A Disturbance in the Force

What happened to the Onion? Two words: The Internet.

The Onion, in print

Photo courtesy Scorpions and Centaurs/Flickr via Creative Commons

There’s a famous episode of This American Life that takes listeners into a planning meeting at the Onion. It was first broadcast in 2008, far into the digital age, but what’s striking about the story, listening now, is how slow, time-consuming, and even pre-modern the Onion’s editorial process feels. That process was born with the satirical newspaper’s founding, in 1988, and for more than two decades, while the rest of the media blew up, the Onion continued to work exactly the same way, week after week after hilarious week.

Every Monday morning around 10 a.m., the paper’s dozen or so writers and editors, each of them armed with tons of headline ideas, would troop into a small conference room. One by one they’d read out their funny headlines to the group—and almost every idea would be shot down as not funny enough. The Onion launched its website in 1996, but for most of its history its premier product—the one its staffers spent all their time producing—was the weekly print newspaper. The printed form imposed its own level of quality control. There was only so much room in a paper, so only the very best stuff made it in. Every week, the Onion’s comedians would come up with more than 600 headline ideas. Fewer than 20 would make it into the paper—about 3 percent. It was harder to get your joke into the Onion than it was to get your kid into Harvard.

Getting the headline approved was only the first step. It would take about two weeks to produce a typical Onion story, and by the time it hit newsstands, every single thing in the piece, from the fake names to the profanity to the punctuation, had been pored over by a team of editors. “We put out one piece of content each week, and there was endless fussing over it,” says Stephen Thompson, a writer and editor who spent 12 years at the paper. (He founded the entertainment section, the A.V. Club, and edited it until 2004). For a time Thompson was the Onion’s “verisimilitude cop”—he’d read every word to make sure it conformed to pitch-perfect journalist-ese. The very fact that such a position existed suggested the paper’s absurdly high standards.

The Onion doesn’t work that way anymore. You’ve probably noticed. Like the rest of the media, over the last year the Onion has gotten faster, bigger, more strident, and, to me, a little inconsistent. One of my colleagues described what’s happened to the Onion as “a disturbance in the Force.” It used to be that you could open any issue and expect a laugh riot. Now you can’t make that bet. You’ll still laugh—but not as often, and not as hard, and sometimes you won’t laugh at all. Dave Weigel, another of my Onion-obsessed colleagues, is more critical. Pointing to its coverage of the Syrian civil war—from Bashar al-Assad’s “Hi, In The Past 2 Years, You Have Allowed Me To Kill 70,000 People” to “ ‘Syrians’ Lives Are Worthless,’ Obama Tells Daughters Before Kissing Them Goodnight” to “Obama Throws Up Right There During Syria Meeting”—Weigel worries that the paper risks turning “into a hivemind version of Andy Borowitz, telling liberals that what they already think is not only true but oh-so-arch.”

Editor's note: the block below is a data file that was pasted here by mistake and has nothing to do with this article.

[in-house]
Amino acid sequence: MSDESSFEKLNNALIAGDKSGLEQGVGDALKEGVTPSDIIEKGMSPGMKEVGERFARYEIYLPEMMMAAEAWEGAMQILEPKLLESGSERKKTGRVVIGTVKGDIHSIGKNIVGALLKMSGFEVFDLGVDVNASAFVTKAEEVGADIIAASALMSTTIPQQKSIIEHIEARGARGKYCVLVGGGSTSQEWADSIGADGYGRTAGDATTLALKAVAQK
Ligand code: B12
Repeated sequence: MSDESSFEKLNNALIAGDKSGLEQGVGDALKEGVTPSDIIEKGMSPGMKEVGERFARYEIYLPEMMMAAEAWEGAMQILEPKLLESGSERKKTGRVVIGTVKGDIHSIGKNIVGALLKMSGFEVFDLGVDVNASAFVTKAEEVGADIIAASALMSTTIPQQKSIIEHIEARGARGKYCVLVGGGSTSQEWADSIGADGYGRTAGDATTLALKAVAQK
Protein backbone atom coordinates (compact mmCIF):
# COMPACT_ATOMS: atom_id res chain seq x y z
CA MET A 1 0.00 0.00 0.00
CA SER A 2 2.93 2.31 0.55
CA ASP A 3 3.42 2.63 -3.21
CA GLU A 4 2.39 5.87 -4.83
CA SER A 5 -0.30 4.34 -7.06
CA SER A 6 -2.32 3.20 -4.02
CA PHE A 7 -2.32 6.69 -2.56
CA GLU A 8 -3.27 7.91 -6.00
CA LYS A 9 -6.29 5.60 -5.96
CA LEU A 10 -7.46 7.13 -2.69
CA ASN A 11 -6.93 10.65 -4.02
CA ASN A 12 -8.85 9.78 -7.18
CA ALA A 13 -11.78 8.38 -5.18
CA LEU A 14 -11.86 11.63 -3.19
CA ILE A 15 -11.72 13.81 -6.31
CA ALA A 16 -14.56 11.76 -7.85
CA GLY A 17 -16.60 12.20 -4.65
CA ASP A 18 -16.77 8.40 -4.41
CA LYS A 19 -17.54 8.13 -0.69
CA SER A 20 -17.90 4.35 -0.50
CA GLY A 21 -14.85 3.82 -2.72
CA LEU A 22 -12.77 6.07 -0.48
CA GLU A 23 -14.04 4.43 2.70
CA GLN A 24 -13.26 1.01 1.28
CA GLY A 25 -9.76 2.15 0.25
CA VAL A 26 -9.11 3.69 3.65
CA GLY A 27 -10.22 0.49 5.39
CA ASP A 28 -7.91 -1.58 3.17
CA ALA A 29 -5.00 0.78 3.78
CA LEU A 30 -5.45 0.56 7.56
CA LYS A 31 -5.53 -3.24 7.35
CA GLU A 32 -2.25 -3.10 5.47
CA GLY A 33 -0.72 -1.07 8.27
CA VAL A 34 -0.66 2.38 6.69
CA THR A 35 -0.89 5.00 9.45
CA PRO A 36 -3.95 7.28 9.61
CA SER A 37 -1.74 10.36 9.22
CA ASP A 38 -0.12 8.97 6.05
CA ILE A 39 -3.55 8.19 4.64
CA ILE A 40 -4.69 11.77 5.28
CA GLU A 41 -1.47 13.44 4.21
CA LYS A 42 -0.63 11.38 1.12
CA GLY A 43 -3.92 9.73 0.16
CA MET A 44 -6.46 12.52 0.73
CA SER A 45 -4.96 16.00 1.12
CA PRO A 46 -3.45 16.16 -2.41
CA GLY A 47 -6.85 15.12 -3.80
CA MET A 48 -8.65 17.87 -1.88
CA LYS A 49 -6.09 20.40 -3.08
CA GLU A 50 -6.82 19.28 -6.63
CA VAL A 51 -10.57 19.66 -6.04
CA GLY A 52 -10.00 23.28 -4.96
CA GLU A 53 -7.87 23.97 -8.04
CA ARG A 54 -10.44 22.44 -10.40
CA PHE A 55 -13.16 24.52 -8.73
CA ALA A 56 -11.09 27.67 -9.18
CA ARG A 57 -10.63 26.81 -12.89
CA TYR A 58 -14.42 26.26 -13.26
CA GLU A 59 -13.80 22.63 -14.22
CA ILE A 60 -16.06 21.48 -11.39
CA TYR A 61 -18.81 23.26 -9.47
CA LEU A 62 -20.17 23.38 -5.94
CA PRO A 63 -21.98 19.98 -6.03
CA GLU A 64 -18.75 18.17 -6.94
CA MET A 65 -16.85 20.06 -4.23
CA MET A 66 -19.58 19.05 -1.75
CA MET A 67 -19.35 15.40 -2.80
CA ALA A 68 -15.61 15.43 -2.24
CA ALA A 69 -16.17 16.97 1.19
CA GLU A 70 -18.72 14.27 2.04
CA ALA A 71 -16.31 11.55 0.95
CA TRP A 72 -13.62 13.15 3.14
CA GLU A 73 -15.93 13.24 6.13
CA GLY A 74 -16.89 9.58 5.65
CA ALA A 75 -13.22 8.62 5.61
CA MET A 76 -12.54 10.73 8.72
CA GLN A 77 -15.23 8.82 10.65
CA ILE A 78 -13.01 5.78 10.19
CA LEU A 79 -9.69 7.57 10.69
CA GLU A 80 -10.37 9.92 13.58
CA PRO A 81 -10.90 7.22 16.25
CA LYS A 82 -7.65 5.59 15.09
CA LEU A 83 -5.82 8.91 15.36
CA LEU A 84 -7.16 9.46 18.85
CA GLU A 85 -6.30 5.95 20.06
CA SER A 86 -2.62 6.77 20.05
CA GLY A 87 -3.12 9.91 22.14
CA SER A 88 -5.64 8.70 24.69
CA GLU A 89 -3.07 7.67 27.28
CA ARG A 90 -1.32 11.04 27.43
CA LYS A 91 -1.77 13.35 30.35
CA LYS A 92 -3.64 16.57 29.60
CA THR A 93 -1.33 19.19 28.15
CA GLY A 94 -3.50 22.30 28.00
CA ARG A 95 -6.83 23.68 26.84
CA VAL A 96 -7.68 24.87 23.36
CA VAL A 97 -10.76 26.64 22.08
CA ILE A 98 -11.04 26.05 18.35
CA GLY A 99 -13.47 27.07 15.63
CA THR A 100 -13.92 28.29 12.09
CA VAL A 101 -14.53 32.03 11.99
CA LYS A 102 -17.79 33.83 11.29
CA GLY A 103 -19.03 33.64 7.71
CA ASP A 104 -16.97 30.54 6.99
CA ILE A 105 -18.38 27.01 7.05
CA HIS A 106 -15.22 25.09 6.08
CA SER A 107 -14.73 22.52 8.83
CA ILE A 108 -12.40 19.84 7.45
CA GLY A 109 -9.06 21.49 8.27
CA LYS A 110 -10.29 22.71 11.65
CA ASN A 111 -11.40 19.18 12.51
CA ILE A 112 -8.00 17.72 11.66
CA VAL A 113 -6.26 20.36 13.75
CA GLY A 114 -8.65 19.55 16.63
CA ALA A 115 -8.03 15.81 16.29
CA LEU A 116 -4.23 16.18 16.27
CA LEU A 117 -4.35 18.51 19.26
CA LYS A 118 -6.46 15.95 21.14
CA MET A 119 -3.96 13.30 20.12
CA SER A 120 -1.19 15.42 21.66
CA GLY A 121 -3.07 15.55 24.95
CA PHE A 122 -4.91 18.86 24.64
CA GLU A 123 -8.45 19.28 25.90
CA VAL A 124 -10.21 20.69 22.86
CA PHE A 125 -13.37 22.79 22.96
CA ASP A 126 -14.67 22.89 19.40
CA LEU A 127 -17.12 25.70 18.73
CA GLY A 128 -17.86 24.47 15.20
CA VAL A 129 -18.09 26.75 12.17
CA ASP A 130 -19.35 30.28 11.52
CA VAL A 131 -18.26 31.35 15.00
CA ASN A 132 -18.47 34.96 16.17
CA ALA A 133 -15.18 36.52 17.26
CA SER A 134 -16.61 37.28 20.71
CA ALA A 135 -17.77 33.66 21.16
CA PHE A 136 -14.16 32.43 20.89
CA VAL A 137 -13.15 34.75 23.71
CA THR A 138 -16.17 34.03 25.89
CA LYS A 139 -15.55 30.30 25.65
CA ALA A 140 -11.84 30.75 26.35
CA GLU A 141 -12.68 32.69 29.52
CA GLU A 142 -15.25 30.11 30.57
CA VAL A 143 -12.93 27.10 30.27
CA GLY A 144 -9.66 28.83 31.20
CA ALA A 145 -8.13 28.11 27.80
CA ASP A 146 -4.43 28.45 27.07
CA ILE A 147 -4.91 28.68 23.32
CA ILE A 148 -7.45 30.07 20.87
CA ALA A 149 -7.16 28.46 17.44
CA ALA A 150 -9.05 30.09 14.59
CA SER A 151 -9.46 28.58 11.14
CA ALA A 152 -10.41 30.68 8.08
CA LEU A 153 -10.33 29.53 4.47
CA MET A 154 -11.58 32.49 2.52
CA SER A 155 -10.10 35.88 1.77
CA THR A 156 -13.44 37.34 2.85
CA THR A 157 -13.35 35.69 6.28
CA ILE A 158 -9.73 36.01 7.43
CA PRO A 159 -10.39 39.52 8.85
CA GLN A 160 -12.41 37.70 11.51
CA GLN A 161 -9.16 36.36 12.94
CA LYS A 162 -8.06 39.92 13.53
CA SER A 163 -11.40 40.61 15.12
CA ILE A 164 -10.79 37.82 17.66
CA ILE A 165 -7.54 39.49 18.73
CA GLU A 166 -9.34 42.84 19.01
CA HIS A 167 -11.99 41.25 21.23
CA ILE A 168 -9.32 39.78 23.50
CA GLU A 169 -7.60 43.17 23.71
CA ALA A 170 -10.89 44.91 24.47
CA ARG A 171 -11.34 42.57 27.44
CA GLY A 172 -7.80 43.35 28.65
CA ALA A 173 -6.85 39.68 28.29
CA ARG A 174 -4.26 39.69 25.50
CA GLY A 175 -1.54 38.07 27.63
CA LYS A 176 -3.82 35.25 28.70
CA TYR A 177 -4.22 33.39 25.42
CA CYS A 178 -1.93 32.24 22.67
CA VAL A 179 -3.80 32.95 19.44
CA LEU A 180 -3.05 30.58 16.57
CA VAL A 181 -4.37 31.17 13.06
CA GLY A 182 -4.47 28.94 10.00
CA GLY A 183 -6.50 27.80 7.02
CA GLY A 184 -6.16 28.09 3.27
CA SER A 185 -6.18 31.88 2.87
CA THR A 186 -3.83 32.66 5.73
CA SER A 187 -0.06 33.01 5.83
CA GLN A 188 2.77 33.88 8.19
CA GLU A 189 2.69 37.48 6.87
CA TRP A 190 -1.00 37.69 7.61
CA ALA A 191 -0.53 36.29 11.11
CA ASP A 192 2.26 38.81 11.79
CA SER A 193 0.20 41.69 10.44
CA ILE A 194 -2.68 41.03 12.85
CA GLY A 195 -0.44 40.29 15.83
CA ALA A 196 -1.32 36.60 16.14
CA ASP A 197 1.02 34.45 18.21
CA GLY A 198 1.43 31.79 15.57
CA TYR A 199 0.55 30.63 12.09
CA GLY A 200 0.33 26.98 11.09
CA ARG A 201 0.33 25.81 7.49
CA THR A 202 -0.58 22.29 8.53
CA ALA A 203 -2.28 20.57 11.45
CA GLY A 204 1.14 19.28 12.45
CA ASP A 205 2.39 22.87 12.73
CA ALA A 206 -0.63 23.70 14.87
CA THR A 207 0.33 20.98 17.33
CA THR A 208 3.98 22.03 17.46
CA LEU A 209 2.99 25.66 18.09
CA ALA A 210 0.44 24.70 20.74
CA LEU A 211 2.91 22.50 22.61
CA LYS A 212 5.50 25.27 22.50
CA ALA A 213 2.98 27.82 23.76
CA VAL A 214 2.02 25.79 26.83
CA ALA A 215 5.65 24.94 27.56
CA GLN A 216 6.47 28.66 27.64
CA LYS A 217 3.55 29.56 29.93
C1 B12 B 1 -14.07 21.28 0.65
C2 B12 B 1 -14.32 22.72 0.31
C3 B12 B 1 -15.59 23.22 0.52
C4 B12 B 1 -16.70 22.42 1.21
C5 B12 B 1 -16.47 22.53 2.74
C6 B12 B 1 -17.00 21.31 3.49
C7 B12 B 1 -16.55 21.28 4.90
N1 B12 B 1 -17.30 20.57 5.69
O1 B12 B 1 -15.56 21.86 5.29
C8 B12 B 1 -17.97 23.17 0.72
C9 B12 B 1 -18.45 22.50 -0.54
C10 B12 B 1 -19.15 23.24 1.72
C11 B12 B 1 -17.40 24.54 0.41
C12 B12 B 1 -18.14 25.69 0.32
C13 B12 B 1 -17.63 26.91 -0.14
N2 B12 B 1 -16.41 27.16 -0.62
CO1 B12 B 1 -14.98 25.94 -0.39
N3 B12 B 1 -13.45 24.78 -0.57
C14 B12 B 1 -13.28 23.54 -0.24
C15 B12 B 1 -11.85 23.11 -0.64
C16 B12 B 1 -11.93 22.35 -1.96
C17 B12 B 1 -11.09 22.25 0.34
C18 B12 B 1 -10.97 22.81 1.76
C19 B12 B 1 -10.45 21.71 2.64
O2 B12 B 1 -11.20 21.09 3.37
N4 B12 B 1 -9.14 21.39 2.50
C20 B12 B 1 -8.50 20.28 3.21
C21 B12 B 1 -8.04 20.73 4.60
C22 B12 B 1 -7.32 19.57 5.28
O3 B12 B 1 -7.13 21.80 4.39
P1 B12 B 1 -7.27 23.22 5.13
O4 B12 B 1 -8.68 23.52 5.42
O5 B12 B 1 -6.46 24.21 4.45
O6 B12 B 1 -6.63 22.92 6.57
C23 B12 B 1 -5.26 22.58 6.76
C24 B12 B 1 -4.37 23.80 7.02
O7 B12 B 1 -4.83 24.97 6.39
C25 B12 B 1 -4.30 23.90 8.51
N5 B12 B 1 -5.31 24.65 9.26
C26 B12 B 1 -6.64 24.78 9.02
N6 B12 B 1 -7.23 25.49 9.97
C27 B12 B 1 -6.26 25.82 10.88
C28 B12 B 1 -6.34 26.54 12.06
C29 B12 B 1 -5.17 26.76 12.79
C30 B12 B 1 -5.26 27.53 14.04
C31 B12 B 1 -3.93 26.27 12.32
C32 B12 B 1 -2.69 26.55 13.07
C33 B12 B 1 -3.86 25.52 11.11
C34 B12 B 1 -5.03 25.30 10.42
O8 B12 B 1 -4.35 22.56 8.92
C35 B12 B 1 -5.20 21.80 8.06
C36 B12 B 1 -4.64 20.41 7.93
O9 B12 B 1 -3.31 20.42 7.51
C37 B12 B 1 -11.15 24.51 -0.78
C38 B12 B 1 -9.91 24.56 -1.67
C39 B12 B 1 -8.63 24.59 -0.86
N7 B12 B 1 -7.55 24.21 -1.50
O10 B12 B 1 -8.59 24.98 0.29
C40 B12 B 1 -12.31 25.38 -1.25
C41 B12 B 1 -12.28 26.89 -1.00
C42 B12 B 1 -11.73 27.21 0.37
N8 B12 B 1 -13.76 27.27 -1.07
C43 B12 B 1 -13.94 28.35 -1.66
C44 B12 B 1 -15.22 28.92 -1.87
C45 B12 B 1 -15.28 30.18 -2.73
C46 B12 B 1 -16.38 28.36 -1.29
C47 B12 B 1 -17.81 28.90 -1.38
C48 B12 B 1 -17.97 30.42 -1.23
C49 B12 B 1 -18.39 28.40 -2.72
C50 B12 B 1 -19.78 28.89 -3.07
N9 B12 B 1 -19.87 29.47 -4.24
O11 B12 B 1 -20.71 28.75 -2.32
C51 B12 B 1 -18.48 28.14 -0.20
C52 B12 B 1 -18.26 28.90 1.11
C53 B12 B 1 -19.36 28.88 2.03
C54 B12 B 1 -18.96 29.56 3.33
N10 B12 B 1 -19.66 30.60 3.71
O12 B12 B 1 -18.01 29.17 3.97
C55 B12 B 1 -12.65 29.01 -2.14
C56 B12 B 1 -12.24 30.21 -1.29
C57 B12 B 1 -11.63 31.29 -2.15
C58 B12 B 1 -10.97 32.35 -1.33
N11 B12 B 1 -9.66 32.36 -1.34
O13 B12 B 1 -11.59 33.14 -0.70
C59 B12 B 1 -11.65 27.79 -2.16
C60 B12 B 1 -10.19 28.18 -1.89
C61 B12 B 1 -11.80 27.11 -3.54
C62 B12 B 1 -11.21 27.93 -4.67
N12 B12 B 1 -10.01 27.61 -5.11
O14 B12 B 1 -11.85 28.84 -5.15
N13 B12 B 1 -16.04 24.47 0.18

But in the New Republic last week, Noreen Malone marveled at the new Onion. She called it “the country’s best op-ed page,” arguing that its increasingly topical coverage “elegantly locates and dismantles a problem with an economy of words.”

Whether you like the new Onion or not, something has clearly changed at the paper. What happened to the Onion? Two words: the Internet. About a year ago, the Onion went through one of the most profound transitions in its history—a change you could see as ruinous or necessary, either the best or the worst thing that’s ever happened to fake news.

As a cost-cutting measure, the paper’s corporate overlords—which, according to several former staffers, is very much the way editorial team has always thought of the business team—decided to move the comedians from New York to Chicago, where the business side operated. The move was traumatic, and many writers and editors, including then-Editor-in-Chief Joe Randazzo, left the paper. At the same time, the Onion adopted a new Internet-focused publishing process; to use a bit of jargon that has infected the rest of the media, the Onion went “digital first.” The Onion still publishes a weekly newspaper in several cities (though the paper in its founding city, Madison, Wis., ceased publication in July). But in every way that matters, the people who produce the Onion now think of it as a website, not a paper.

“We now have one of those pitch meetings every morning,” says Editor-in-Chief Will Tracy. Writers and editors pitch just as many headlines as in the past, but because the paper’s news hole is bigger, and because it can publish much more quickly, the Onion is now free to consider the sort of timely, up-to-the-minute jokes that could never work under its former two-week cycle (for example, one of this week’s Syria pieces, “Obama Assures Americans This Will Not Be Another 1456 Ottoman Siege Of Belgrade”). Some Onion stories are now ready to be posted within a few hours of being pitched; others take just a few days rather than two weeks. Tracy notes that the paper still does just as many “evergreen, ‘area man’-type stories” as it did in the past.